“This is my first completely self-produced album with my own band. I got my own way with everything—all the decisions that you hear on this album were mine,” details Lianne Havas in a previous interview. “I’m a woman now, so I’m less shy and timid about saying certain things. And there’s no right or wrong when it’s your record, so I was very much embracing that fact, as well.”
Lianne La Havas’ self-titled 2020 album is the third in her stellar roster. The album opens with the song Bittersweet, a heartfelt love letter with a hook game that’s comparable to Unstoppable, one of La Havas’ catchiest previous songs. From the first head-bopping beats and the hair-raising build up, to the epic peak in which she channels the soulful power of Aretha Franklin, it would be an understatement to say that Bittersweet absolutely bops. In short, British RnB, pop, folk, and neo-soul goddess Lianne La Havas hasn’t lost a step in her third and arguably most personal album to date. Her hook game is still on point and she still sounds like a time traveler from the early days of soul, but for this album, her dream-pop sensibilities move aside to make way for a decidedly more naked sound.
Another reason why Bittersweet is the perfect song to open with is the fact that the entire album itself is a love letter. Pitchfork reveals how she stretches her songwriting chops by chronicling a whirlwind relationship with a musician from Los Angeles, their breakup, and La Havas’ decision to move to London to heal and make room for growth.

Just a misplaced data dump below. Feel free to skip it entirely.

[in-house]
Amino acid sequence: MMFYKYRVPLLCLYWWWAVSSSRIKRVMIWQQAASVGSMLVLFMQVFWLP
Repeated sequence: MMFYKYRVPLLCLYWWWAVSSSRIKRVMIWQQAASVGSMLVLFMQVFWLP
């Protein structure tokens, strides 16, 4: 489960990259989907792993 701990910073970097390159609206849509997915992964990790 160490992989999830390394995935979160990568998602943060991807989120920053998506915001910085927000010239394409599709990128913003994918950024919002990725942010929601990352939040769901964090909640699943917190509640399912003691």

This has notably pushed her sound towards sparser and more vintage-leaning instrumentation. La Havas’ acoustic guitar continues to be accompanied by the echoes of her trusty Electro-Harmonix Holy Grail Reverb which she has used over the years in both studio recordings and live sets. And her voice is as soulful as ever. Beyond that, the entire production is noticeably pulled back compared to her earlier albums, her typical shimmering pop-driven accents making way for an overall more traditional sound. Some would say that this minimalist approach is often where she truly shines, as heard in her most recent NPR Tiny Desk (Home) Concert in which she shares bare bones takes of Bittersweet and Paper Thin with just her acoustic reverb as accompaniment.
In the song Can’t Fight which is the album’s first released single, La Havas even ditches the reverb and showcases her guitar-picking skills on a clean signal, accompanied by her insanely talented band. Can’t Fight is a rumination on how hard it is to make the right decisions while burdened with strong feelings of love and attachment – driven by an infectious bass line and La Havas’ still growing lyricism. Meanwhile the sole electric guitar in the whole album can be heard in the song Please Don’t Make Me Cry, courtesy of the guitar and production chops of alt-RnB musician Nick Hakim, for whom La Havas has previously expressed admiration. The result is a boom bap-inspired track that’s reminiscent of Lauryn Hill’s work, which is also somewhat applicable to many of the other songs on the album. In short, not a second is wasted in Lianne La Havas’ new collection of folksy neo-soul tracks, a glaring glimpse into the bright, new musical landscapes which she continues to explore.
Feature exclusively written for landonbuford.com
By Alana James